This year’s Big Garden Birdwatch, organised by the Royal Society for the Protection of Birds (RSPB), begins a week today, and it really couldn’t be easier to take part, even if you know next to nothing about birds. As it says on the RSPB website, Big Garden Birdwatch is “for everyone, whether you’re a complete beginner or a birding expert.” In 2021, more than one million people took part. Anyone can get involved in birdwatching. It is easy to start, requires little or no money and is good for you. It is also a great way for children to learn more about — and to learn to appreciate and value — nature.
The 2022 Big Garden Birdwatch takes place between 28 and 30 January. It is really easy to get involved. You can do your counting from your garden if you have one, your window or balcony, or from the local park. There is a free Big Garden Birdwatch guide and ID chart available from the RSPB website for those who don’t know one bird species from another.
All you need to do to take part is:
Life-Based Learning is all about engagement and participation. Big Garden Birdwatch is a fantastic opportunity to take part in something positive, and the RSPB website is excellent for people who are looking to be more actively involved in helping protect birds and other animals. Indeed, the RSPB makes the point that UK gardens, backyards and balconies are almost three times bigger than all of the RSPB’s 200-plus nature reserves combined, which means that individual action can make a big difference and that you don’t even have to go anywhere to help out.
The RSPB’s website is packed with expert ‘how to’ guides and with ideas for interacting with nature, all from your own doorstep. These titles give you a flavour of what’s available:
There is a serious point, of course: birds are in grave danger, in Britain and across the world. According to the RSPB, we have lost 38 million birds from UK skies in the last 50 years. In December 2021 the new UK Red List for birds report placed 70 species in the ‘highest conservation concern’ category, a figure that has almost doubled in the past 25 years. Newly added species include the swift (58% decline since 1995), house martin (57% decline since 1969), greenfinch (62% decline since 1993) and Bewick’s swan.
With almost double the number of birds on the Red List since the first review in 1996, we are seeing once common species such as swift and greenfinch now becoming rare. As with our climate this really is the last-chance saloon to halt and reverse the destruction of nature. We often know what action we need to take to change the situation, but we need to do much more, rapidly and at scale. The coming decade is crucial to turning things around.Beccy Speight, CEO of the RSPB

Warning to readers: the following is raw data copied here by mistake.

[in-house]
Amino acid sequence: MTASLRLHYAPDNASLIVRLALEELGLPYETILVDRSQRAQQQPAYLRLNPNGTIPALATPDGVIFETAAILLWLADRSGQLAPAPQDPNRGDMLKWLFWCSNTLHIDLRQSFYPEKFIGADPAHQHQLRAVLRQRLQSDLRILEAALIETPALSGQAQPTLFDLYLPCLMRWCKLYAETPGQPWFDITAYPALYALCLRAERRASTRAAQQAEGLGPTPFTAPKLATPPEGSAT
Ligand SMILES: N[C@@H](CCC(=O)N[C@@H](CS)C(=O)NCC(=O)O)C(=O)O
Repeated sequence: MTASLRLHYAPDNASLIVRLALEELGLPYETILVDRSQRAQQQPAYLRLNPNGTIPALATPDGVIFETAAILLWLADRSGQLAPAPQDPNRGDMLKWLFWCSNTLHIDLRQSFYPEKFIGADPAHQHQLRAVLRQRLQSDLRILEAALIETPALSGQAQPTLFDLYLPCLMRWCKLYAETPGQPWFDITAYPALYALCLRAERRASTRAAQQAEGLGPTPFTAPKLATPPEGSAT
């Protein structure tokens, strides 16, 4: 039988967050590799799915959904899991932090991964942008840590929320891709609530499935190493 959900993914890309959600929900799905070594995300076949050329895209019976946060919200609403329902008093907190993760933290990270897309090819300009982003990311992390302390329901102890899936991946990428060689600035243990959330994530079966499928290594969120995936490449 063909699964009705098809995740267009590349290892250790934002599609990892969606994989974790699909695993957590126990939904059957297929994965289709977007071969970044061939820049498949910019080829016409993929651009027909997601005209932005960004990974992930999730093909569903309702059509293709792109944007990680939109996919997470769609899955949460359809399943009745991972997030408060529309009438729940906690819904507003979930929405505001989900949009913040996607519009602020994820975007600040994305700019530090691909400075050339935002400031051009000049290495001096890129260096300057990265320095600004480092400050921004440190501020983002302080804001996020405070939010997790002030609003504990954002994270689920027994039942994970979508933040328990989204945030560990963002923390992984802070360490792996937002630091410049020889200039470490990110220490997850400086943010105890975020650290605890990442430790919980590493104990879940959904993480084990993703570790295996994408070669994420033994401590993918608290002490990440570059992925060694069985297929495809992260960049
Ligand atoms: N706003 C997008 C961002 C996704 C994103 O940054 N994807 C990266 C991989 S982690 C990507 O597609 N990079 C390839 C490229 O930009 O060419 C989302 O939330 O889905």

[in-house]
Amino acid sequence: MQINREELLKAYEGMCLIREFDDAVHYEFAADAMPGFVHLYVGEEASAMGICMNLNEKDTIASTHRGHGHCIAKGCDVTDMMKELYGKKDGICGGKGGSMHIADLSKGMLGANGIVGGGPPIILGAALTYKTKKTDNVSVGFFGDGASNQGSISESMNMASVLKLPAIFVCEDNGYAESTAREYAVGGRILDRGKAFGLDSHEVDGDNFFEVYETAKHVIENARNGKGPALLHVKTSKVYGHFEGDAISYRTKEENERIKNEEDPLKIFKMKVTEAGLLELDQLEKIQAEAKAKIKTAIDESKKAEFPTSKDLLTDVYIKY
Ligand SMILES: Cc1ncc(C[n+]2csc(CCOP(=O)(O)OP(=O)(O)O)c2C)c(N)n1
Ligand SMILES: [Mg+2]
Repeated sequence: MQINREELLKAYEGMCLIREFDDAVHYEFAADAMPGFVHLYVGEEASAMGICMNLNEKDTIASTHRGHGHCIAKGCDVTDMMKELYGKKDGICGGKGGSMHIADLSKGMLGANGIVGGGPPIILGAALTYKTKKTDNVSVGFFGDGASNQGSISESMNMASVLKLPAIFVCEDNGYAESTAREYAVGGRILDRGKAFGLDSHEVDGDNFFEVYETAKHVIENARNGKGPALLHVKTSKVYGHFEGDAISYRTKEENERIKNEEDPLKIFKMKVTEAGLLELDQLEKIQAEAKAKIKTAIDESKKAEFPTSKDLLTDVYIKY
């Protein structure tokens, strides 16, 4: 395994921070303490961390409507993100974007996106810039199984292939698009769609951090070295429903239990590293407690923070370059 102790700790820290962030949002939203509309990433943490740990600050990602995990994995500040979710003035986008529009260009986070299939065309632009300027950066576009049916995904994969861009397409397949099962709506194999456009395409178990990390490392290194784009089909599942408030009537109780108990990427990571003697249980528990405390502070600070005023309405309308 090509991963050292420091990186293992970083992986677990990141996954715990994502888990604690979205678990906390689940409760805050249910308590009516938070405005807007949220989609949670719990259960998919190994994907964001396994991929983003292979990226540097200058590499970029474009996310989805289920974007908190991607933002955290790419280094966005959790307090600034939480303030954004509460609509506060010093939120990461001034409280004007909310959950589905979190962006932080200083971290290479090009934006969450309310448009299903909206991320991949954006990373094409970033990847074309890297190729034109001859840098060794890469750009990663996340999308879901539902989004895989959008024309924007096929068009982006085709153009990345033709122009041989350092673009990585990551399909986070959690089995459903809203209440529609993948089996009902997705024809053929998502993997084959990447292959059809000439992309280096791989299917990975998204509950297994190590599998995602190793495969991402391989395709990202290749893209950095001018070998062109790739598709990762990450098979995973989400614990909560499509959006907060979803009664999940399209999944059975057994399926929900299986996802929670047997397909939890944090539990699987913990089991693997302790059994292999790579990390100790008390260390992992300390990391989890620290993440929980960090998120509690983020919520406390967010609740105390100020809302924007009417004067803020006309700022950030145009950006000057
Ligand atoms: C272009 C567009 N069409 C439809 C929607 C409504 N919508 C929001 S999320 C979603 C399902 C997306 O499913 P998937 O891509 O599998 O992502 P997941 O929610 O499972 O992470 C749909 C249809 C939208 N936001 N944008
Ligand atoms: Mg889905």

In October 2021 it was reported that one in five of Europe’s bird species are heading towards extinction and that 30% of native species are in decline due to loss of habitat, intensive farming and the climate crisis.
Birdwatching has many positives to it. The RSPB reported the findings of a survey that two-thirds of the public had “found solace in watching birds and hearing their song” during the Covid lockdown of 2020. And we have argued in a previous blog that birdwatching is a great way for children to learn more about nature:
You can birdwatch alone or in small friendship groups. It can be done as a family. And there is, of course, huge scope for schools to incorporate birdwatching into the curriculum — from learning about birds in science to art and photography activities, from school-wide birdwatch events to organised field trips and other outdoor work. The possibilities are endless.Birdwatching is a great way for children to learn more about nature
Meanwhile, there is a great story in the Guardian today about retired salesman John Stimpson who, moved by the cries of swifts unable to find nests, has built 30,000 swift boxes. He has also made hundreds of boxes for barn owls, blue tits, finches, blackbirds and thrushes. “I get so much pleasure from wildlife. Building these boxes is one way I can pay it back,” Stimpson is quoted as saying.
The article also describes the successful work done by local volunteer groups to support bird populations. “Volunteers want to emulate the success story of barn owls. In 1987, these farmland birds were at their lowest ebb with 4,500 breeding pairs. Thanks to volunteers, today there are about 12,000 breeding pairs in the UK, with 80% living in human-made boxes.”
Image at the head of this article by Oldiefan from Pixabay.